In the situation where Strong Consumer Authentication (SCA) was completed at the time of completing a hotel booking by an Online Travel Agent (OTA) or hotelbrand.com under their Merchant ID but the actual payment will take place at the time of arrival: will the SCA authentication token remain valid for the hotel (merchant) making the charges and its respective Merchant ID?
In the hotel industry, there is a high degree of intermediation between the hotel (merchant) and guest (customer) through Online Travel Agents (OTAs such as Booking.com), franchisor booking channels (such as hotelbrand.com, or global distribution systems (such as Sabre). At the same time, these channels may have a diversity of Merchant-IDs (MIDs) different than that of the hotel.
Article 97(1)(b) of Directive 2015/2366/EU (PSD2) prescribes that payment service providers (PSPs) shall apply strong customer authentication (SCA) where the payer initiates an electronic payment transaction.
Q&A 2019_4795 clarified that ‘PSD2 and the Delegated Regulation (EU) 2018/389 do not specify a timeframe for the validity of SCA applied at the time when a payer initiates an electronic payment transaction’.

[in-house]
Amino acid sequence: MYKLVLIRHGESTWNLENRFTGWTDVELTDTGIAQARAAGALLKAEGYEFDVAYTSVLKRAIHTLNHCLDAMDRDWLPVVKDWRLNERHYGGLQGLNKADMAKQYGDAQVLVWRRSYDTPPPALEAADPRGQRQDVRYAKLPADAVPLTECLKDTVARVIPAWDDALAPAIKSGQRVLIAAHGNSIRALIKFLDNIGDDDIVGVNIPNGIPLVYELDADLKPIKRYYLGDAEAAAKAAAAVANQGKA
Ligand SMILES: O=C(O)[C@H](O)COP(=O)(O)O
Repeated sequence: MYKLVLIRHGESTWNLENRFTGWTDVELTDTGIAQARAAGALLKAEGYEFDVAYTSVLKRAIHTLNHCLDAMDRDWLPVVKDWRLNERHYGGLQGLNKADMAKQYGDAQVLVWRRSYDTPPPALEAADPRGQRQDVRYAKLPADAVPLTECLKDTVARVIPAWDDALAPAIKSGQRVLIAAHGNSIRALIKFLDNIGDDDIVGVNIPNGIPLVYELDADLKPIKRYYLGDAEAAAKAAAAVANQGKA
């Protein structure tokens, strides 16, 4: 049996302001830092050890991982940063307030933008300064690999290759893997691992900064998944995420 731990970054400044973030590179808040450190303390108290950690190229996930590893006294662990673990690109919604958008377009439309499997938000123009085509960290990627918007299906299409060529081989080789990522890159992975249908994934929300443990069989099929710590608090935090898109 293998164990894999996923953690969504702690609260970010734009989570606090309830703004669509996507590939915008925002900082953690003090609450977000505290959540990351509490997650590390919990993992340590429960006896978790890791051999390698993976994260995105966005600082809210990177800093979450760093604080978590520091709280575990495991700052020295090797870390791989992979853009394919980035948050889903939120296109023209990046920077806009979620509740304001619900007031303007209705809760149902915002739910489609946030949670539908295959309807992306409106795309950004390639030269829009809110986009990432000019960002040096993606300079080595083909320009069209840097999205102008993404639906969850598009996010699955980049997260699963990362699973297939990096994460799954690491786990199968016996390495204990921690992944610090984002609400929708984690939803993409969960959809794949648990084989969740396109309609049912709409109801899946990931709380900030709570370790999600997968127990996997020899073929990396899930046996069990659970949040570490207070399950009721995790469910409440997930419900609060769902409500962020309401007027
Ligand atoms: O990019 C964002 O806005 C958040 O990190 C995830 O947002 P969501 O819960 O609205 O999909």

Accordingly, the SCA applied at the time of the booking shall allow the future-dated payment transaction to be executed.
Article 97(2) of PSD2 states that for electronic remote payment transactions, PSPs shall apply SCA that includes elements which dynamically link the transaction to a specific amount and a specific payee.
Article 5(1)(a) and (c) of the Commission Delegated Regulation (EU) 2018/389 states that where PSPs apply SCA in accordance with Article 97(2) of PSD2, ‘the payer is made aware of the amount of the payment transaction and of the payee’ and ‘the authentication code accepted by the payment service provider corresponds to the original specific amount of the payment transaction and to the identity of the payee agreed to by the payer’.
Accordingly, the payment information displayed to the payer during the authentication shall include the payee (the hotel in the case described by the submitter). The authentication code shall be specific to the same payee, agreed to by the payer. If the payee and the specific amount do not change, the authentication code shall remain valid.
PSD2 and the Delegated Regulation do not require the payer to be made aware of third parties that are different from the payee, including intermediaries acting on behalf of the payee.